The pandemic has brought economic stagnation and will drive up unemployment rates, says Graeme Davies.
We all knew the figures for the UK economy would be bad when they came in for March and April, as the Covid-19 shutdown took hold. But the scale of the slowdown as detailed by Office for National Statistics was still jaw-dropping. The decline in GDP in April of 20.4 per cent was the biggest ever recorded and explains why the government is scrambling to revive economic activity over the summer.
It seems the Bank of England’s scenario of a 25 per cent contraction in GDP across the second quarter wasn’t so fanciful. The rolling three-month figure to the end of April of a 10.4 per cent reduction in GDP surpasses even the 2008 financial crisis and 1978–79’s ‘Winter of Discontent’.
Few have been immune. Some FM players will have benefited from the additional funding being ploughed into the NHS and the increased demand for hygiene and deep cleaning services from across the economy. But many FMs these days operate across diversified sectors, as this is thought to be prudent practice in normal times, as weakness in one sector can be offset by redeploying resources elsewhere. In April manufacturing fell by 20 per cent, construction output by 40 per cent, and the accommodation and food services sector by 88 per cent. The sector worst hit was air transport, which fell by 92.8 per cent. All of these use FM suppliers to some extent while those servicing offices look set to remain underemployed for months to come.
Those trading updates we have seen have been broad-brush and predictably downbeat, so the forthcoming results season for the UK’s main companies will be keenly scanned for more detail.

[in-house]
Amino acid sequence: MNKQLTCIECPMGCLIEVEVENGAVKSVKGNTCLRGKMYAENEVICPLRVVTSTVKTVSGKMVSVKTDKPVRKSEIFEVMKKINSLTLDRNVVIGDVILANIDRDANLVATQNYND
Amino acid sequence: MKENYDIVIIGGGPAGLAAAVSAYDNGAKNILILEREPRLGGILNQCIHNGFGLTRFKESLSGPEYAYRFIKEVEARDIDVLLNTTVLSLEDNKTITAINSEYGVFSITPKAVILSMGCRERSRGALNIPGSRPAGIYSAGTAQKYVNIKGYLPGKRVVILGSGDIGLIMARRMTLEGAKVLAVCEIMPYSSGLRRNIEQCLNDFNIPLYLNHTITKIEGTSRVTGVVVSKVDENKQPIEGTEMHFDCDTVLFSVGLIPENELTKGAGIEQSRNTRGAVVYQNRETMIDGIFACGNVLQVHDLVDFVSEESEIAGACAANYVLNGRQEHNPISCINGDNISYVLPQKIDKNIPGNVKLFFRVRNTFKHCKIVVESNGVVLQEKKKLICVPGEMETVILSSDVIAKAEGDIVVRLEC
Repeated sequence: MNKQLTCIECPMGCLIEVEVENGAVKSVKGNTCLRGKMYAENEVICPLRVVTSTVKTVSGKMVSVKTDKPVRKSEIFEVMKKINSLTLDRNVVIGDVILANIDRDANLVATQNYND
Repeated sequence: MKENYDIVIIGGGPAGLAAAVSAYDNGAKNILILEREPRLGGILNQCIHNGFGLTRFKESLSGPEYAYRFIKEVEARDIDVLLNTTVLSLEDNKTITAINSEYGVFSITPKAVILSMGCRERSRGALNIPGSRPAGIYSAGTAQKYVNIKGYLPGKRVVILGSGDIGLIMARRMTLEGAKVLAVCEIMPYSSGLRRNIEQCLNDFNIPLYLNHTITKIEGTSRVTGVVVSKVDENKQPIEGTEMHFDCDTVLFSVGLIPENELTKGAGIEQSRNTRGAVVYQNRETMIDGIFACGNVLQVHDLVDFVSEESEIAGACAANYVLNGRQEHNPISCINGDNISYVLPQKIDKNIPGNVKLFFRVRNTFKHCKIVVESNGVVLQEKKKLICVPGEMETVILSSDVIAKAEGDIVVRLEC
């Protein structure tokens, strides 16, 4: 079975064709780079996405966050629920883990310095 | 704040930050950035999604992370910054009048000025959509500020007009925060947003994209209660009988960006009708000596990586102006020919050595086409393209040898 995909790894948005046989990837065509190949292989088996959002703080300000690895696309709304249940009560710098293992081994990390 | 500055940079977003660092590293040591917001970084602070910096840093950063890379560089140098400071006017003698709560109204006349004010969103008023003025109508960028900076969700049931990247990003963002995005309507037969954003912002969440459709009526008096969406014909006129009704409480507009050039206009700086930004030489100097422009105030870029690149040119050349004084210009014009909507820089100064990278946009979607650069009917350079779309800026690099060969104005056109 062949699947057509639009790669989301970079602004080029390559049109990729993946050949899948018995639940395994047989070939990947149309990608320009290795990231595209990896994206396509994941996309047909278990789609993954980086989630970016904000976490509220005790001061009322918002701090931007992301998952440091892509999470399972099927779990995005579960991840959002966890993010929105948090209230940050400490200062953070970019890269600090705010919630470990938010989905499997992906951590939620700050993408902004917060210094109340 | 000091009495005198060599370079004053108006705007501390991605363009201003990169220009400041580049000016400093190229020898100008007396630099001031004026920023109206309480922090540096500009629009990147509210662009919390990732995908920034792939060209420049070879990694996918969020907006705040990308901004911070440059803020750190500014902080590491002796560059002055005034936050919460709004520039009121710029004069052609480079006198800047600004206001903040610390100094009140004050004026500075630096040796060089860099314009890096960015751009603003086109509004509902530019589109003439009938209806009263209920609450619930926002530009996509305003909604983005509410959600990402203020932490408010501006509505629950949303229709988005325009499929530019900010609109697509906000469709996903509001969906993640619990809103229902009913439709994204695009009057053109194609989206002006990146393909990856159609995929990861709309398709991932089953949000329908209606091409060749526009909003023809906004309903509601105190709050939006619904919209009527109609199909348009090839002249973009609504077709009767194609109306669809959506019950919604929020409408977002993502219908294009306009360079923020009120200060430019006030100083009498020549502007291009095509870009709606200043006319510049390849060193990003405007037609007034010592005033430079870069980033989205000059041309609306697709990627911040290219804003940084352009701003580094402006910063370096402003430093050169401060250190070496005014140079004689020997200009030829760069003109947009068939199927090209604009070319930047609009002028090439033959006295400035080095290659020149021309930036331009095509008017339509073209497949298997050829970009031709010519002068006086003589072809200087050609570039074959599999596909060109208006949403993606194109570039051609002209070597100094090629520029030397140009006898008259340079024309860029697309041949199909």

The scale of the collapse renders understandable the government’s bids to open up the economy sooner than the scientific community might like. Millions of people are on the government’s short-term payroll through the furlough scheme, so the sooner the economy’s wheels start grinding again, the better. But the tax take will be down on previous years and unemployment will spike as those coming off furlough find their jobs no longer exist.
What is certain is that this government’s economic plan has been turned on its head. The scale of government borrowing to keep the economy afloat means extreme measures are likely to be required to pay back this debt in the coming years, especially as another punishing round of austerity is unlikely to go down well with the electorate. Indeed we would see another rash of private sector involvement in providing public services as part of the solution to the government’s economic dire straits, which may benefit FMs once more, but first we need to get the economy up and running and sift through the rubble of this economic earthquake.
Graeme Davies writes for Investors Chronicle